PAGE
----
Sometimes, in this job, it's difficult not to take things a little personally.
For instance, when I spoke with Michael Meeks Distinguished Engineer at Novell and active OpenOffice.org developer back in early September about the state of affairs between Oracle and OpenOffice.org (hint: not good), Meeks made no mention of any plans for a new foundation centered on OpenOffice.org code.
Of course, I got over myself pretty quickly, because it looks like this new Document Foundation, which is now working on the LibreOffice suite of applications, is exactly what OpenOffice.org needed. Getting OpenOffice.org out from under the control of any one company is a much better situation.
I would be willing to bet that we will see an increased amount of innovation coming out from this new LibreOffice. We've already seen what could be the best change of all: getting rid of that damned ".org" in OpenOffice.org's official name. Yes, I know trademarks were involved, but one grows weary of saying "no, it's not a website..." 50 million times.
The Document Foundation has asked Oracle for the OpenOffice.org brand, but as a concerned community member, may I ask that in the name of all that is holy, let Oracle keep it. Please?
Many people are calling LibreOffice a fork, but that's premature. According to my colleague Steven Vaughan-Nichols, who interviewed Italo Vignoli from The Document Foundation, "[The Document Foundation] would be delighted if Oracle was a member of the consortium provided they respected the idea of an open environment to develop OpenOffice. We're not looking to fork the program. We're looking for continuity."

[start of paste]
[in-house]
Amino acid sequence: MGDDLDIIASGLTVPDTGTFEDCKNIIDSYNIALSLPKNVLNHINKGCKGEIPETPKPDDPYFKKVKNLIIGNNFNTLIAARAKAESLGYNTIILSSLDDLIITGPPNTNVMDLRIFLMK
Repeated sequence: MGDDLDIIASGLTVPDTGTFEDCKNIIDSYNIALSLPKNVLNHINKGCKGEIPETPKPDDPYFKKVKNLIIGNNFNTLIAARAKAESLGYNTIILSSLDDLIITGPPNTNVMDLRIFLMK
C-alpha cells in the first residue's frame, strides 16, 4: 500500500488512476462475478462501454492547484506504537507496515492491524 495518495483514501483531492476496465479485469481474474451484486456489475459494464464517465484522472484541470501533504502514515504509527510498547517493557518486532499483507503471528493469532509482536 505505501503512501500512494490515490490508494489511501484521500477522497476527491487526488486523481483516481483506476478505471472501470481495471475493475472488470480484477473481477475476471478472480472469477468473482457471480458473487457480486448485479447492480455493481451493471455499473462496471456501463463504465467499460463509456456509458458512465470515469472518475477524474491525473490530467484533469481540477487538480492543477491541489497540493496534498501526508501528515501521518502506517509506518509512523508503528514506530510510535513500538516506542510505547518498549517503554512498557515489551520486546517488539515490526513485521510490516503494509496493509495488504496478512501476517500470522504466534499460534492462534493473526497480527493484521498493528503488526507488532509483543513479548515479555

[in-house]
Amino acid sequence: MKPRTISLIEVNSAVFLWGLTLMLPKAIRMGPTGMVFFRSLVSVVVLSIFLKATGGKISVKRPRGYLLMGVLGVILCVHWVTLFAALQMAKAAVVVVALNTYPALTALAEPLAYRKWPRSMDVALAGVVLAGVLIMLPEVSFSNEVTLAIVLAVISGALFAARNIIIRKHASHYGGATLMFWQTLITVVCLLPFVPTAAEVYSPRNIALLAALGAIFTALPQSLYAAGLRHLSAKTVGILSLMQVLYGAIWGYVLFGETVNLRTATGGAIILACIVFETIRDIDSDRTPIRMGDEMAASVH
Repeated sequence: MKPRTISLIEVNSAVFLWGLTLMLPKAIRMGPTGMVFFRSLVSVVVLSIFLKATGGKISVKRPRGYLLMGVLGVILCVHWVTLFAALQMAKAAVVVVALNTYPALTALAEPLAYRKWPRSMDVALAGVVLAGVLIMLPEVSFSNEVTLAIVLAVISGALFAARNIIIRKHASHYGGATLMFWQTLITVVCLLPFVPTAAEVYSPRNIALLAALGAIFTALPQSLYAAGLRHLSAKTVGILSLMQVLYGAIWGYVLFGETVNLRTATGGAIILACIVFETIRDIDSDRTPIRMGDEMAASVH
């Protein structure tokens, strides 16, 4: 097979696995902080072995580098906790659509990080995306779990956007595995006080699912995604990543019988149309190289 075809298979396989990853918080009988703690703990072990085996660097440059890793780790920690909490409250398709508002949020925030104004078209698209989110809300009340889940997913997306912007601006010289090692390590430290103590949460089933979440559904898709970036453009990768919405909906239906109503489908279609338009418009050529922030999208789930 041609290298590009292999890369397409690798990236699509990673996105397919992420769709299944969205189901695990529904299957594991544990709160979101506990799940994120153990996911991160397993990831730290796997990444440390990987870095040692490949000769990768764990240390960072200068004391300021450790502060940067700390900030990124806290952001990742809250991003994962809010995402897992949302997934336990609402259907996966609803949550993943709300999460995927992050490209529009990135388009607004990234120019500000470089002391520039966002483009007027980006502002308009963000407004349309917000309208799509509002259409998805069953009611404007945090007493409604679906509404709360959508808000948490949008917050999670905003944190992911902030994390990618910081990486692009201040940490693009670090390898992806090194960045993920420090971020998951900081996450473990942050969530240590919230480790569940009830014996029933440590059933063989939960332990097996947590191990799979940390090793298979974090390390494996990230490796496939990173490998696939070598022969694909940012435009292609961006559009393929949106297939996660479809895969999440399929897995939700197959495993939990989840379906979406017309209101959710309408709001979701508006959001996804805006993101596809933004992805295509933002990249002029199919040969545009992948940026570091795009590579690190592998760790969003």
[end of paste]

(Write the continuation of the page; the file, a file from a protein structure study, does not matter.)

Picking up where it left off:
If Oracle does indeed accept the invitation and joins the Foundation as a member, then they would be another member of the team and an official fork would not happen. It will be interesting if this does play out in this manner. To my knowledge, this would be the first time a major open source project was wrested away from the control of a commercial sponsor. Even if it isn't the first time such an event has happened, this is definitely the highest profile example.
This is the promise of open source we have all been given: if a software project dies, the free and open source code will allow anyone else to pick it up and continue to work with it. We're seeing this play out right now.
Granted, OpenOffice.org wasn't dead, not by a long shot. But Oracle's dithering and silence about the status of the office suite made a lot of people draw the same conclusion: the project was on a steepening downward trajectory. Rather than let it come to a sputtering end and then trying to resuscitate it, the OpenOffice.org preemptively grabbed the code and set up a new project.
Whether you like the idea of a new LibreOffice, you can't help but admire this brilliant aspect of open source, something that proprietary software can never have: the chance for real immortality.